Planning your trip to Gombe National Park

by Kirsty on March 4, 2015

4 Flares 4 Flares ×

You’ve read Jane Goodall’s books and now you’ve made the best decision of your life and are planning to visit Gombe National Park and experience the chimpanzees for yourself. Brilliant – but how on earth do you plan it from the other side of the world? Well, we are here to help you.

Park office in Kigoma
The easiest way to plan trips to Gombe is from within Kigoma (The closest town to GNP). The park has an official office in town and trips can be arranged as quickly as the same day depending on your transport method.

The park office isn’t in the centre of Kigoma but up a hill behind the market. From the market walk up the hill and then take the second right, this will take you behind the market and then up a steep dirt road. Keep walking up and you will find the park office on the right. It’s quite near the top of the hill so don’t think you’ve walked too far, the office is quite grand (for the area) and hard to miss.

We emailed the office before arriving in Kigoma however they didn’t reply and they seemed to be having difficulty with the internet when we were there. As mentioned above, as the trips can be arranged so quickly it’s probably just worth waiting until you are in Kigoma, the staff are very helpful (and not pushy) so you’ll also get the benefit of having a long chat about the park before deciding how you want to go about your trip.

Chimps in Gombe

Transport options
The only way to get to Gombe National Park is by boat! There are four different options ranging in price.

Public boat – This is your cheapest option by far – about $4. The price is obviously a big benefit but the boats can be unreliable and make a number of stops. Journey time is at least 4 hours, boats are often crowded and there is no shade available. The boat only travels once each day leaving Kigoma at around lunch time and returning from Gombe at around 7am.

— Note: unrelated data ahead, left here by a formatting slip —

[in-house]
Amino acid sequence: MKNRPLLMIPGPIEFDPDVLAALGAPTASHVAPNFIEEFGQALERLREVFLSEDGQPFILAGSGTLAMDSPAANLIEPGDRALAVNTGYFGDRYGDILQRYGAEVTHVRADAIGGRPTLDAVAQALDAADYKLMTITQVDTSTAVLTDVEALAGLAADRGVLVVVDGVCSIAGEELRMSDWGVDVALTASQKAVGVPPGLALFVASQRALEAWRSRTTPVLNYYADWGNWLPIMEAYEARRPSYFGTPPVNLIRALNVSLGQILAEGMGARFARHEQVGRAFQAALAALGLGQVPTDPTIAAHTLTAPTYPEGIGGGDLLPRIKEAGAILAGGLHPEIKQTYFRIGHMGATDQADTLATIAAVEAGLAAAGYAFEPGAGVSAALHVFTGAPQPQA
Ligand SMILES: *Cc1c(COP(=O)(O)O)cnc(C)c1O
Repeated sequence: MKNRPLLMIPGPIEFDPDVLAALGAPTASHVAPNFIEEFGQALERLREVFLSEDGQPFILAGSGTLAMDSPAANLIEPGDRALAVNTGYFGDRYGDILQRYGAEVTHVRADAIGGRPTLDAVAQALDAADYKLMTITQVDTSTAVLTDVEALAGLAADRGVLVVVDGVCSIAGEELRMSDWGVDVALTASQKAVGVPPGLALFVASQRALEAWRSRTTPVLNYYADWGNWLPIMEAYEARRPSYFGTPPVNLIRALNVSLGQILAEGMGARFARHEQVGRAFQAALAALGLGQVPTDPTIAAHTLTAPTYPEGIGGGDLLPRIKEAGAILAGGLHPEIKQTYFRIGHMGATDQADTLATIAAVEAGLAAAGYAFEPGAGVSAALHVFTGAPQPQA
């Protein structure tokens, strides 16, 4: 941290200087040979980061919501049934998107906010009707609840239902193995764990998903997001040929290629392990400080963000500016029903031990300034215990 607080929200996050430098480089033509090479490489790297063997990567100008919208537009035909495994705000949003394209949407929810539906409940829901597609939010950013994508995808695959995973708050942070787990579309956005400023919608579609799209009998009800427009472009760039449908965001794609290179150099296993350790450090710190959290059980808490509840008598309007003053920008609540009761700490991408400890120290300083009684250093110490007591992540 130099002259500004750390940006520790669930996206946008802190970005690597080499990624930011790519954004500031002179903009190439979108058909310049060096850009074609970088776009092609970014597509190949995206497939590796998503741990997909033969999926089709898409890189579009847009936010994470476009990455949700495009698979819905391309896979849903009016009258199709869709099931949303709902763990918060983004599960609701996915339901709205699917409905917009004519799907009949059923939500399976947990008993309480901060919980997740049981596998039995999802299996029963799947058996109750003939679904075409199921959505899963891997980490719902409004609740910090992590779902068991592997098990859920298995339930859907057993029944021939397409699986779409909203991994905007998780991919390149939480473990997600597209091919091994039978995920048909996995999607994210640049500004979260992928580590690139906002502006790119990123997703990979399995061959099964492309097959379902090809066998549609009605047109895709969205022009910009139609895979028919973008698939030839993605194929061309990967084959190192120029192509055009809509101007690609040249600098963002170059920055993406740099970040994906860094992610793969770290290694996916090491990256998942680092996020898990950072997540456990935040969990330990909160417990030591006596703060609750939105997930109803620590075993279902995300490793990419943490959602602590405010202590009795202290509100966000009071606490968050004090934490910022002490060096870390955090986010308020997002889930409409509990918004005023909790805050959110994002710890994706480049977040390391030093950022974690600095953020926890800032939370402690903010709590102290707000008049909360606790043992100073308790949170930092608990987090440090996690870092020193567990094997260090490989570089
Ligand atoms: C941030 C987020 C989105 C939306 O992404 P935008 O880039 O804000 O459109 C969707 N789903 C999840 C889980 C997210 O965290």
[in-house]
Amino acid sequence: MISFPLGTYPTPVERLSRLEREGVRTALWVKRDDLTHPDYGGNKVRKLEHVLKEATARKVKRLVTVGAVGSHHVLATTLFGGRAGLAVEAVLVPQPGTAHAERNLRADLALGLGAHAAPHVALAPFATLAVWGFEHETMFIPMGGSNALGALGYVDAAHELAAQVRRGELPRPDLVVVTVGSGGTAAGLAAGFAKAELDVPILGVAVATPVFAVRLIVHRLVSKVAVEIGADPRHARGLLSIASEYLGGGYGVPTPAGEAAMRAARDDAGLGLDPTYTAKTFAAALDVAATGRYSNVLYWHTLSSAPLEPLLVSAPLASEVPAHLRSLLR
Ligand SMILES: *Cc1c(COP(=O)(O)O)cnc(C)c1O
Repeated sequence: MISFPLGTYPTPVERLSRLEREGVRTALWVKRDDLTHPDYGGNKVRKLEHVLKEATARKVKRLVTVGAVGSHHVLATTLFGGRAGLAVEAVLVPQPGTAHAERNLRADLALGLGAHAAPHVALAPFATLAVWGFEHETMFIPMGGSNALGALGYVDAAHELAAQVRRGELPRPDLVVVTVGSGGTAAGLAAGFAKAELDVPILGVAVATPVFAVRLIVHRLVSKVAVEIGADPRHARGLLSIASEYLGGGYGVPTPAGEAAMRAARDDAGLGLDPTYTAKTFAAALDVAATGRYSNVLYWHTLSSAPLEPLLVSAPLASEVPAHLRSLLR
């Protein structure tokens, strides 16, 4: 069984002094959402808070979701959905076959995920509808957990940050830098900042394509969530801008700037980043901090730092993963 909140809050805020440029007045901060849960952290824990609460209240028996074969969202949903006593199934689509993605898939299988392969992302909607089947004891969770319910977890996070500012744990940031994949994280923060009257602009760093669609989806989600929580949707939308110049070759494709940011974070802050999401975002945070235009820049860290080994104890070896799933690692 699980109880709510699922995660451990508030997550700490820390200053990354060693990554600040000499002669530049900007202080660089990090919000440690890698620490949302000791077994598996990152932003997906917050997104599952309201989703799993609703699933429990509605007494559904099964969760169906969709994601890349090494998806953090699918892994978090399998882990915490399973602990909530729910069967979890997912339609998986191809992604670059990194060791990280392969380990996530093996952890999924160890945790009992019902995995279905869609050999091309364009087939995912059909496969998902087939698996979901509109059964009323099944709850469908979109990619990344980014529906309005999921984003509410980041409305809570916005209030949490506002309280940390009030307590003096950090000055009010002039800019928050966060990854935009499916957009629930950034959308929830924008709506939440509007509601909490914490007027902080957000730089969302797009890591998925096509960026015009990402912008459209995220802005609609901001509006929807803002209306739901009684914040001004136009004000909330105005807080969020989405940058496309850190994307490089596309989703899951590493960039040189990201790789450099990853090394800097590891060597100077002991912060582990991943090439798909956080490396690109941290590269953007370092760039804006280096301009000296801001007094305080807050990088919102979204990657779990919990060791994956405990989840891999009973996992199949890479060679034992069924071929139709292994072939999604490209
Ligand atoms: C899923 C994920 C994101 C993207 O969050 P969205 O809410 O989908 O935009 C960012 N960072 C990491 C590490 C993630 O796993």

Private boat – You can hire a private boat to take you to Gombe for around $220, you will have shade, a life jacket and you can decide the time it will take you to the park entrance. It takes about two hours to get from Kigoma to the park entrance, half the time of the public boat, which means if you wanted you could do the journey in a day (no accommodation fees).

Tanapa boat – The national park’s official boat is a bit more expensive than the private ones ($300) but has all the same pros.

Speed boat – This is by far the quickest way to get there taking only 45 minutes however it also costs a fortune – $1200!

We chose a private boat to take us to the park around lunch time, this way we could have two treks, one on the afternoon we arrived and one the following morning (Also meaning we only had to pay one 24 hours park fee). With limited time the flexibility of all but the public boat are a real plus, you determine all the times plus, the price is per boat so the more the merrier.

If you wish to take a private boat ask the staff at the office if they know anyone. The staff we spoke to were happy to arrange everything for us and the boat’s captain even came to meet us at the office the day before.

Chimps in Gombe

There are two options for staying the night in Gombe:

Camping – You’ll have to bring your own tent and sleeping bags and you can expect a lot of interested baboons during the night, they are a constant in camp.

Banda – Ensuite rooms with two single beds & mosquito nets. The banda is the same price as camping and an easy choice. With so many baboons in camp, we get the impression that the park would rather you chose these rooms than camping to avoid any problems with food or belongings. The banda is locked up with bars across the windows (like every other building in the park) so it’s much harder for them to come in. The rooms are comfortable and better than we expected, especially for the price.